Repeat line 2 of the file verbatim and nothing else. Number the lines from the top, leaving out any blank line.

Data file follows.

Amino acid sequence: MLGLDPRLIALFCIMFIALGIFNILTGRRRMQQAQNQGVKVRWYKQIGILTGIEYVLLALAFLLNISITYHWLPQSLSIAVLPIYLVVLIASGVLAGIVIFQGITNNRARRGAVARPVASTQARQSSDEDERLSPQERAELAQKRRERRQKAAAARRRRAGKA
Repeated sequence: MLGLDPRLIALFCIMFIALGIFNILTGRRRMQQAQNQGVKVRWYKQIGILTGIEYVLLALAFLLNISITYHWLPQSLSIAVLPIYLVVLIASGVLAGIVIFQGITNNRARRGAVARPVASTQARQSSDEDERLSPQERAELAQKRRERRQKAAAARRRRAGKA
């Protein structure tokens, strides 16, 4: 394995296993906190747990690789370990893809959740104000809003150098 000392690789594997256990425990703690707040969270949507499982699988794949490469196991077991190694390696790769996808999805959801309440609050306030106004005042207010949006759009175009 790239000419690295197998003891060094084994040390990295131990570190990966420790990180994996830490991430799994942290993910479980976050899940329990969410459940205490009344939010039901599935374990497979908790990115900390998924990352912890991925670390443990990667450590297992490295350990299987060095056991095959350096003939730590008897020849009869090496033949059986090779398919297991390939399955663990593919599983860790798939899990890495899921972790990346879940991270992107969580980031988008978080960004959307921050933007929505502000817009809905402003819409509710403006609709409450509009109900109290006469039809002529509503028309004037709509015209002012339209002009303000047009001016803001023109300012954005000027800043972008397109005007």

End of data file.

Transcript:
Repeated sequence: MLGLDPRLIALFCIMFIALGIFNILTGRRRMQQAQNQGVKVRWYKQIGILTGIEYVLLALAFLLNISITYHWLPQSLSIAVLPIYLVVLIASGVLAGIVIFQGITNNRARRGAVARPVASTQARQSSDEDERLSPQERAELAQKRRERRQKAAAARRRRAGKA